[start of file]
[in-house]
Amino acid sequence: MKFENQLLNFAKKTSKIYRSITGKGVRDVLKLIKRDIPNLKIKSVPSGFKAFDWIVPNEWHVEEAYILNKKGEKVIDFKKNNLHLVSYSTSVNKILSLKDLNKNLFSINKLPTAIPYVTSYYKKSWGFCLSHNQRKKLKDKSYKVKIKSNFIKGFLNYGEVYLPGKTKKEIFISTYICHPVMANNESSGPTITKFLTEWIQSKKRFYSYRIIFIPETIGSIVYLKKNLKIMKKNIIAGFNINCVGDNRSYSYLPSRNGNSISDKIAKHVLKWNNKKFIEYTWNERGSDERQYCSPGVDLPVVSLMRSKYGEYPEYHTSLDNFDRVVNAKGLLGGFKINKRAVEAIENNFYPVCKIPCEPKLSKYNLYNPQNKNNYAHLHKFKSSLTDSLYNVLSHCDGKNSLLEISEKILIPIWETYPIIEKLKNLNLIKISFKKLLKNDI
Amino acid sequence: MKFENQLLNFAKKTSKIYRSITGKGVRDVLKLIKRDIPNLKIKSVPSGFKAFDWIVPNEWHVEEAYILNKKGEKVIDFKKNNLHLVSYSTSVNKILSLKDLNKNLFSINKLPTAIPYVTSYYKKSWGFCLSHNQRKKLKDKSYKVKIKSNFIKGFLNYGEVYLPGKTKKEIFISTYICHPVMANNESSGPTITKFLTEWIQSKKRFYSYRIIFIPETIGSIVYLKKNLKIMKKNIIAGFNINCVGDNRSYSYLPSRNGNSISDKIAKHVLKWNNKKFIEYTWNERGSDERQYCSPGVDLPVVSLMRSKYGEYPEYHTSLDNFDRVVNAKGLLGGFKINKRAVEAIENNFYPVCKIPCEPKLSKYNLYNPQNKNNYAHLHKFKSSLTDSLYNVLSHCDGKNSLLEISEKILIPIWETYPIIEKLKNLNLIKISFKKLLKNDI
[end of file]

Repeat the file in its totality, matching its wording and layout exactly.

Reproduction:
[in-house]
Amino acid sequence: MKFENQLLNFAKKTSKIYRSITGKGVRDVLKLIKRDIPNLKIKSVPSGFKAFDWIVPNEWHVEEAYILNKKGEKVIDFKKNNLHLVSYSTSVNKILSLKDLNKNLFSINKLPTAIPYVTSYYKKSWGFCLSHNQRKKLKDKSYKVKIKSNFIKGFLNYGEVYLPGKTKKEIFISTYICHPVMANNESSGPTITKFLTEWIQSKKRFYSYRIIFIPETIGSIVYLKKNLKIMKKNIIAGFNINCVGDNRSYSYLPSRNGNSISDKIAKHVLKWNNKKFIEYTWNERGSDERQYCSPGVDLPVVSLMRSKYGEYPEYHTSLDNFDRVVNAKGLLGGFKINKRAVEAIENNFYPVCKIPCEPKLSKYNLYNPQNKNNYAHLHKFKSSLTDSLYNVLSHCDGKNSLLEISEKILIPIWETYPIIEKLKNLNLIKISFKKLLKNDI
Amino acid sequence: MKFENQLLNFAKKTSKIYRSITGKGVRDVLKLIKRDIPNLKIKSVPSGFKAFDWIVPNEWHVEEAYILNKKGEKVIDFKKNNLHLVSYSTSVNKILSLKDLNKNLFSINKLPTAIPYVTSYYKKSWGFCLSHNQRKKLKDKSYKVKIKSNFIKGFLNYGEVYLPGKTKKEIFISTYICHPVMANNESSGPTITKFLTEWIQSKKRFYSYRIIFIPETIGSIVYLKKNLKIMKKNIIAGFNINCVGDNRSYSYLPSRNGNSISDKIAKHVLKWNNKKFIEYTWNERGSDERQYCSPGVDLPVVSLMRSKYGEYPEYHTSLDNFDRVVNAKGLLGGFKINKRAVEAIENNFYPVCKIPCEPKLSKYNLYNPQNKNNYAHLHKFKSSLTDSLYNVLSHCDGKNSLLEISEKILIPIWETYPIIEKLKNLNLIKISFKKLLKNDI